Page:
There the poor miller’s daughter sat, and did not for the life of her know what to do; she had no idea how to spin straw into gold, and her fear grew ever greater, so that she finally began to cry. Then all at once the door opened, and a little man entered and said, “Good evening, Maid Miller’s Daughter, why do you weep so?” – “Oh,” answered the girl, “I am to spin this straw into gold and I don’t know how.” The little man said, “What will you give me if I spin it for you?” – “My necklace,” said the girl. The little man took the necklace, sat down at the wheel, and whirr, whirr, whirr, three times around, and the reel was full. He set another one on the wheel, and whirr, whirr, whirr, three times around, and the next one was full – and so it went until the morning, when all the straw had been spun, and all the reels were full of gold. At sunrise the king came, and when he saw the gold, he was amazed and happy, but his heart became only more greedy. He had the miller’s daughter taken to another chamber full of straw, this one much bigger than the first, and commanded her to spin the straw again in one night, if she valued her life. The girl didn’t know what to do and wept, when the door opened again and the little man appeared and said, “What will you give me if I spin this straw into gold?” – “The ring on my finger,” answered the girl. The little man took the ring, the wheel began to whirr again, and by morning he had spun all of the straw into shining gold. The king was exceedingly pleased when he saw this, but was still not satisfied, but instead led the girl into an even bigger chamber full of straw and said, “You must spin this again in one night – and if you succeed, I will make you my wife.” – Even if she is only a miller’s daughter, he thought, in the whole world I’d never find a richer wife. Now when the girl was alone, the little man came for the third time and said, “What will you give me if I spin the straw for you again?” – “I have nothing more to give you,” answered the girl. “Then promise me your first-born child after you become queen.” Who knows what will happen, thought the miller’s daughter, and so she promised the little man what he wanted, and in return the little man spun once more the straw into gold. And as the king came in the morning and found all that he had wished for, he held the wedding and the beautiful miller’s daughter became queen.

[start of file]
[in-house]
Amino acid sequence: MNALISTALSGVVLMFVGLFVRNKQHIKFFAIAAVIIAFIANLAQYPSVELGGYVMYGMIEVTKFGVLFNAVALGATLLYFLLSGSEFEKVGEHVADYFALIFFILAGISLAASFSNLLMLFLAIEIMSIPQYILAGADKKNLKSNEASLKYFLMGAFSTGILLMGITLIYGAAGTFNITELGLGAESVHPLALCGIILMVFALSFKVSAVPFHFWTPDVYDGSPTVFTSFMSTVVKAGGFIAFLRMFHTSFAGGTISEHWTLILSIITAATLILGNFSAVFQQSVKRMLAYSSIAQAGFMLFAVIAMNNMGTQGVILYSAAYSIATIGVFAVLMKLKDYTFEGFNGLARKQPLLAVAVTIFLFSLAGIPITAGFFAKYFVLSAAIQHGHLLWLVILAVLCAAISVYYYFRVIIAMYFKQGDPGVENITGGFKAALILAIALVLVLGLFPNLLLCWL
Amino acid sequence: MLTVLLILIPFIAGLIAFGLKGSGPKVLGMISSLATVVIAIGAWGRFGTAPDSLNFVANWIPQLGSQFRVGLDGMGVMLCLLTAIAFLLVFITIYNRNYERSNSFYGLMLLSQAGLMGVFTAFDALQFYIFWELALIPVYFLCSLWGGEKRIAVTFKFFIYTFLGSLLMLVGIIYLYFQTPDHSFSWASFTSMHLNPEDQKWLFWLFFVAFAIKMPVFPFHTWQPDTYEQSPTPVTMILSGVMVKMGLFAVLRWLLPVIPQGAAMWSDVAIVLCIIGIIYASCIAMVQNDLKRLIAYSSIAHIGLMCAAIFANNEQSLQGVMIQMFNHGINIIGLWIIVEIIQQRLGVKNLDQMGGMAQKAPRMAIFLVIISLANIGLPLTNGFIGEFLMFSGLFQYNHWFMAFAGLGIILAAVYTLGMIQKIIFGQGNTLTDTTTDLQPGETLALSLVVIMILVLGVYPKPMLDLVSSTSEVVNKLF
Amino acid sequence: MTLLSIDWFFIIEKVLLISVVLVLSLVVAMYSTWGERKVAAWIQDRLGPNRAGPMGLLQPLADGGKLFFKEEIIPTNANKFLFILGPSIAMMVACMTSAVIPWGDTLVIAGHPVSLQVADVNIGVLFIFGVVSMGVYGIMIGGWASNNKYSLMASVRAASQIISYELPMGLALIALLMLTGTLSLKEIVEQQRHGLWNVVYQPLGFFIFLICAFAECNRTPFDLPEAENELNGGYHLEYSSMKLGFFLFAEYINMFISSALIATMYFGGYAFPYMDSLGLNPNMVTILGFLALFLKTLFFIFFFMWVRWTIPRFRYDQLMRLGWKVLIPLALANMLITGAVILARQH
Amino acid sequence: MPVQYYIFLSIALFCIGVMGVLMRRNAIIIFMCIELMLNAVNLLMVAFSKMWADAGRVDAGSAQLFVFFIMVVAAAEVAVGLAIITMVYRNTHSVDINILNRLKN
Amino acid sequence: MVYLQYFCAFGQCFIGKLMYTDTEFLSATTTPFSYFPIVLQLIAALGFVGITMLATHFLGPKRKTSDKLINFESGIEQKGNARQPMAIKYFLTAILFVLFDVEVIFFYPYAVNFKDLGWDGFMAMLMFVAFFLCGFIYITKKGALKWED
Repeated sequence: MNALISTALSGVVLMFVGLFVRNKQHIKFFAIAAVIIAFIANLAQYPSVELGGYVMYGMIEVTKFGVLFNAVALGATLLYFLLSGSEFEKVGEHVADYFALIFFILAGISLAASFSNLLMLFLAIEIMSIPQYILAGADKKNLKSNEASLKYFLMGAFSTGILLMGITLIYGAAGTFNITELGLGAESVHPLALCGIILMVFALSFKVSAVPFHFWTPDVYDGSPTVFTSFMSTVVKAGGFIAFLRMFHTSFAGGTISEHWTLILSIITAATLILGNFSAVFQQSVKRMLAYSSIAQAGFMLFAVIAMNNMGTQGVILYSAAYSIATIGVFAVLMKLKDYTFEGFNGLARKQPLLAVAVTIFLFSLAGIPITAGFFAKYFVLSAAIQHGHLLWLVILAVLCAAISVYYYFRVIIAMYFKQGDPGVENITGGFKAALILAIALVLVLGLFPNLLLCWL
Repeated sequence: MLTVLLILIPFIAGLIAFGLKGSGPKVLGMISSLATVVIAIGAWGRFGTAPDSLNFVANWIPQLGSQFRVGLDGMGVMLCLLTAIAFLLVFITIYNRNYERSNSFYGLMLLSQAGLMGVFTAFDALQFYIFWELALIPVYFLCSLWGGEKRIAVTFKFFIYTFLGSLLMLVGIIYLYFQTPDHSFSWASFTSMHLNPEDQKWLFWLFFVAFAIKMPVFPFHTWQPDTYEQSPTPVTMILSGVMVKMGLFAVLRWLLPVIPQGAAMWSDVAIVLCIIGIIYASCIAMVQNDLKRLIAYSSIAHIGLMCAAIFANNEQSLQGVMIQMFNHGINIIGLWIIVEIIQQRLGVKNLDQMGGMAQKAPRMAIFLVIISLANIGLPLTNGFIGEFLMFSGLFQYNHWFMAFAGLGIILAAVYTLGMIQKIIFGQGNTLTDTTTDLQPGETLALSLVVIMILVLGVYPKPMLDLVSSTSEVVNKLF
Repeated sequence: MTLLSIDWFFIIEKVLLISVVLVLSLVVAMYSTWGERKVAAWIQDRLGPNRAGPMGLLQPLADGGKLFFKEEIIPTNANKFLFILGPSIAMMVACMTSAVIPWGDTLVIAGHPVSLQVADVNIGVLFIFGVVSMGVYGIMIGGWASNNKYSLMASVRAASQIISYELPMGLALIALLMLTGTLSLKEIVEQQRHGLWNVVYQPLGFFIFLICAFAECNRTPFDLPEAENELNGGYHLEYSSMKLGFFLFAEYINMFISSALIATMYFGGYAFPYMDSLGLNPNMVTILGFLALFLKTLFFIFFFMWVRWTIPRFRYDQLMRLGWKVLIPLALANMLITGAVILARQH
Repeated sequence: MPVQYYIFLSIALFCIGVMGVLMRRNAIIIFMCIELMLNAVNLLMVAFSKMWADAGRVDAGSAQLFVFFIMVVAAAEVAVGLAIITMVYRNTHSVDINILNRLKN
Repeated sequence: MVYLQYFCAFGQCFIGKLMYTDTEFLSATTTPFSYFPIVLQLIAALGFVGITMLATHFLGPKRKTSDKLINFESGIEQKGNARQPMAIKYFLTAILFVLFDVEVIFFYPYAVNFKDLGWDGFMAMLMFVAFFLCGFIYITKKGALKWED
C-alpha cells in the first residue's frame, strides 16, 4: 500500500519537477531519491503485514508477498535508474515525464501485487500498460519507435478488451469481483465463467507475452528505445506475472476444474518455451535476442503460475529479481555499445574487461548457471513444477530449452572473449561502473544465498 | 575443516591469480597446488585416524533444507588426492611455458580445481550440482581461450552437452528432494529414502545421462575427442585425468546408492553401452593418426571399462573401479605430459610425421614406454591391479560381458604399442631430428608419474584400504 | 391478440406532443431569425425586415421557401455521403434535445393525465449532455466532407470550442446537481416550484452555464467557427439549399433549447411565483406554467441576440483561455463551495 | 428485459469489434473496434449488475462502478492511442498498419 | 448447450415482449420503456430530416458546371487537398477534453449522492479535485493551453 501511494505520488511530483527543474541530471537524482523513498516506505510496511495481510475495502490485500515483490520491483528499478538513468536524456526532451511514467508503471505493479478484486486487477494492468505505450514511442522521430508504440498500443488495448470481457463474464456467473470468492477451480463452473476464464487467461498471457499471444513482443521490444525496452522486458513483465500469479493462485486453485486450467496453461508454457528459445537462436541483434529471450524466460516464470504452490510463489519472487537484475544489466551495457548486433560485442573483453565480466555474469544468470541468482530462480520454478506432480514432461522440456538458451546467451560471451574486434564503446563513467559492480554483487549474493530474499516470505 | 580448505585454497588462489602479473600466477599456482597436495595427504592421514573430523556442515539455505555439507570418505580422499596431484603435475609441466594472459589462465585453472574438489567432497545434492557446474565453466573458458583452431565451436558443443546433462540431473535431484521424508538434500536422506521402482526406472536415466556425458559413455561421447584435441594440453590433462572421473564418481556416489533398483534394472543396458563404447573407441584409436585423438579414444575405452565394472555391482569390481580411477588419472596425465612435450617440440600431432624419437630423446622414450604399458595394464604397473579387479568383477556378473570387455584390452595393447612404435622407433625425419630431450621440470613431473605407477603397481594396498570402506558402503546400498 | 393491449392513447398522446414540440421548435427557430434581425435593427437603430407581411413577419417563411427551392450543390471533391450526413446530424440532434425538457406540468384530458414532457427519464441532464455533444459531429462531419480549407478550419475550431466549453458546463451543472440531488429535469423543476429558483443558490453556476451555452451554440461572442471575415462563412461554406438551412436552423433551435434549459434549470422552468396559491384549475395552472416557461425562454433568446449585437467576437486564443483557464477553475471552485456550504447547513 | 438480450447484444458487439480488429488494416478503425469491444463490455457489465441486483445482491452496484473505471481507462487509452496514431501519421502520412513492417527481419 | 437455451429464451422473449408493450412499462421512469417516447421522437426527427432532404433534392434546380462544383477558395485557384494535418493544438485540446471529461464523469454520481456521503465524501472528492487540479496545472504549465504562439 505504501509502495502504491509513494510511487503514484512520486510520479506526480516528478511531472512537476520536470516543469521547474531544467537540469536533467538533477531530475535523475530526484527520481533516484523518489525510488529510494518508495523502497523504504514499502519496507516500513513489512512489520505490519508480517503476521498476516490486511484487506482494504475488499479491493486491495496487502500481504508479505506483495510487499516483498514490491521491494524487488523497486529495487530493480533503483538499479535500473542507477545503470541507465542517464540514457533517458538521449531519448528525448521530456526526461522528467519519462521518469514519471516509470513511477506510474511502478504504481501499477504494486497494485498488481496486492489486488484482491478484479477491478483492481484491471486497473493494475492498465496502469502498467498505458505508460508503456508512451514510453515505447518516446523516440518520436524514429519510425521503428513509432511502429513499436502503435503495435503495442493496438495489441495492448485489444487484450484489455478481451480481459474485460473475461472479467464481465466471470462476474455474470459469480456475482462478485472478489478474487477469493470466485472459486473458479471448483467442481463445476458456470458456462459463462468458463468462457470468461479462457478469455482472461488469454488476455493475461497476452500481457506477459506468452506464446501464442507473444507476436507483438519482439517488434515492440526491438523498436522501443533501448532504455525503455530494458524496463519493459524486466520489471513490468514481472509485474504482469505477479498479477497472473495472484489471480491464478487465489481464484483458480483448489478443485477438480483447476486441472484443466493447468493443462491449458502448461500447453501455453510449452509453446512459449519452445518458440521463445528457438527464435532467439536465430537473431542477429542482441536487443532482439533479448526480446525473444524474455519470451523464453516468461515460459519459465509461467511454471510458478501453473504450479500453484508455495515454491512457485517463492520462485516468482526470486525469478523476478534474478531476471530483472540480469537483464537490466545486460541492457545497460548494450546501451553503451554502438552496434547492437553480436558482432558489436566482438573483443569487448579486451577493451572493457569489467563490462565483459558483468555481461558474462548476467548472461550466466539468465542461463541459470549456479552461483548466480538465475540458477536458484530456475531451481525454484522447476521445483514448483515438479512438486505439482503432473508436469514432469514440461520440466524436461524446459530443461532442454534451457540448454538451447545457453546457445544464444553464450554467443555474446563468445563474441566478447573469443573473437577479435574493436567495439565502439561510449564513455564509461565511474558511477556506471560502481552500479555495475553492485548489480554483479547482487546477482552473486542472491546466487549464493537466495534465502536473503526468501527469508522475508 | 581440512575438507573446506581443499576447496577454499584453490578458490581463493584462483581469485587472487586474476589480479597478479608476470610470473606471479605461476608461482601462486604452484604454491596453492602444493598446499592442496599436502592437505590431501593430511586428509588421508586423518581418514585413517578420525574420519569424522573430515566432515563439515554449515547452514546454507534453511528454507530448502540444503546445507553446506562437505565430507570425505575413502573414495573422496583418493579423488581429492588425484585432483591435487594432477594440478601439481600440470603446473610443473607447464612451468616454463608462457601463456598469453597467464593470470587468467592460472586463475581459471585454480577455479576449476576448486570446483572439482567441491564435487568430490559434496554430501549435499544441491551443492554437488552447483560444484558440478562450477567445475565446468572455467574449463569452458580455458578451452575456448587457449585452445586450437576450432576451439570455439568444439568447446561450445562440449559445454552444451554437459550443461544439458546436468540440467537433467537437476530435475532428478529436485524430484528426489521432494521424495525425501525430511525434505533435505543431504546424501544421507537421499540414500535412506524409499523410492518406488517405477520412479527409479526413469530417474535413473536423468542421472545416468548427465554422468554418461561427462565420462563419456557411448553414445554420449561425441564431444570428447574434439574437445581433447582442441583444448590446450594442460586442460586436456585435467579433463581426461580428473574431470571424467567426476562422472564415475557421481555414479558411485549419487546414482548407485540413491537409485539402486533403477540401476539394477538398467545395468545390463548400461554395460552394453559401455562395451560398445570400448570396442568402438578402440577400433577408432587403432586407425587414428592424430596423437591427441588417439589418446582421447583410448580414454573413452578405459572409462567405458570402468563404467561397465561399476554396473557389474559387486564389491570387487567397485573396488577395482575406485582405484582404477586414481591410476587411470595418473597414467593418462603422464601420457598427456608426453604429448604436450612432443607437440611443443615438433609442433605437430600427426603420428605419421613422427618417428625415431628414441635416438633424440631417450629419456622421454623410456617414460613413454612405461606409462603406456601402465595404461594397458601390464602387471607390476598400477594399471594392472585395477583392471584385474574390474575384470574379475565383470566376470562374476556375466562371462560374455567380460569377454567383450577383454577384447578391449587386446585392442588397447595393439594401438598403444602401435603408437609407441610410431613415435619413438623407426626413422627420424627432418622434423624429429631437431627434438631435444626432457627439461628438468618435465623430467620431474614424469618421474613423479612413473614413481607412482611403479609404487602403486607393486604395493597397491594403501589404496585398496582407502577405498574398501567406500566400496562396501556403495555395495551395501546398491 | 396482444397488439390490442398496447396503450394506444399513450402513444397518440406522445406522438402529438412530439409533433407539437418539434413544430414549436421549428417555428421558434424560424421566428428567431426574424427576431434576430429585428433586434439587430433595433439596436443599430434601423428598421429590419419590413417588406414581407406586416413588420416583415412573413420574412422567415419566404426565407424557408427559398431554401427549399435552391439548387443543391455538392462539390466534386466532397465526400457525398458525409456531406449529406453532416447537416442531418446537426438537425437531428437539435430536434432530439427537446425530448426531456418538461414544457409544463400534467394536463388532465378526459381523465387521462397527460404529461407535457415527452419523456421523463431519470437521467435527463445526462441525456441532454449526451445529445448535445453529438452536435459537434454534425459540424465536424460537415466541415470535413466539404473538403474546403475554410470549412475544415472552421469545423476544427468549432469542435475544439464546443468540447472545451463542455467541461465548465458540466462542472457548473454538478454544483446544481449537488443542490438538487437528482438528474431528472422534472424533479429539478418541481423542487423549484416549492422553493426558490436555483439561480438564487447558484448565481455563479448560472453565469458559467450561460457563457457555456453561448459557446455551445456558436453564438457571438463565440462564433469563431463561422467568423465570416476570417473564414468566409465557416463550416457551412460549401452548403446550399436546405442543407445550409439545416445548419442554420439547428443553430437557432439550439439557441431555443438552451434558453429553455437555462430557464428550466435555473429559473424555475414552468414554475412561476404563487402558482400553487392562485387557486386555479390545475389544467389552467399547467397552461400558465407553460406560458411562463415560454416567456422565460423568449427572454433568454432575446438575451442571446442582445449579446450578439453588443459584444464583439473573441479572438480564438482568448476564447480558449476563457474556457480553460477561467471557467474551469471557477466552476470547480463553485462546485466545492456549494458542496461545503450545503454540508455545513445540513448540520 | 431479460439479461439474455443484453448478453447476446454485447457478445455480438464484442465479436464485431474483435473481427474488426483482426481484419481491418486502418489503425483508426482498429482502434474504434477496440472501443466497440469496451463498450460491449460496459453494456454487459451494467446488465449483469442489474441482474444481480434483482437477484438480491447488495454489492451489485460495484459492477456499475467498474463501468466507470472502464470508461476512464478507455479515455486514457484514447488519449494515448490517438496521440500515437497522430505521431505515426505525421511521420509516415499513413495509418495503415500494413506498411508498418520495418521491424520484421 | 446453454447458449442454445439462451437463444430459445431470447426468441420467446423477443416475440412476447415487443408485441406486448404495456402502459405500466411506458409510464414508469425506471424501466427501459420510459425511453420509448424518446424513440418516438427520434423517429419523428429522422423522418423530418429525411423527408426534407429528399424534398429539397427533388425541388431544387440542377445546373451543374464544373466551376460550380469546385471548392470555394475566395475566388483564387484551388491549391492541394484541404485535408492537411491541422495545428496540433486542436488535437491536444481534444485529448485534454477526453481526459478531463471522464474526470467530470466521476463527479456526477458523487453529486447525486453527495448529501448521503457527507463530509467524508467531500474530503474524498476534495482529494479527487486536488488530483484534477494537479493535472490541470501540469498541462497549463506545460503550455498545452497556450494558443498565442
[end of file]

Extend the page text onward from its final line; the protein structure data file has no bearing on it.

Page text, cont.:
After a year she gave birth to a beautiful child and thought no more of the little man, until suddenly one day he stepped into her room and said, “Now give me what you promised me.” The queen was frightened and offered the little man all the riches of the kingdom, if only he would leave her the child. But the little man said, “No, something living is dearer to me than all the treasures in the world.” The queen then began to weep and plead, so much that the little man took pity on her and said, “I will give you three days. If in that time you can guess my name, you may keep the child.”
So the queen pondered the whole night, thinking of all the names she had ever heard, and sent a messenger to inquire far and wide in the land after more names. When the little man came the next day, she began guessing with Kaspar, Melchior, Balzer, and all the other names that she knew, one after the other, but after each one the little man said, “That’s not my name!” On the second day she had all the names in the surrounding area collected, and spoke the most unfamiliar, oddest names to the little man: “Is your name perhaps Rippenbiest or Hammelswade or Schnürbein?” But he still answered, “That’s not my name!” On the third day the messenger came back and told the queen, “I could not find a single new name, but as I approached a high mountain at the forest’s edge, where the fox and the hare make their home, there I saw a little house, and in front of the house was a fire, and around the fire a little ridiculous man was jumping, hopping on one leg and crying:
Heute back ich, morgen brau ich,
Übermorgen hol ich der Königin ihr Kind;
Ach wie gut ist, dass niemand weiss,
Dass ich Rumpelstilzchen heiss!
Today I bake, tomorrow I brew,
The next day I’ll fetch the Queen’s first child;
What luck it is that noone knows
That Rumpelstiltskin is my name!
Now you can well imagine how happy the queen was to hear this name, and when soon thereafter the little man appeared and asked, “Now, Your Highness, what is my name?” she first asked, “Is your name Kunz?” – “No.” – “Is your name Heinz?” – “No.”
“Could your name be - Rumpelstiltskin?”
“The devil told you that, the devil told you that!” cried the little man, and he stomped his right foot in rage so deep into the earth that it was driven up into his body. Then in his anger he grabbed his left foot with both hands and tore himself right down the middle in two.
Brothers Grimm, trans. Margaret Coote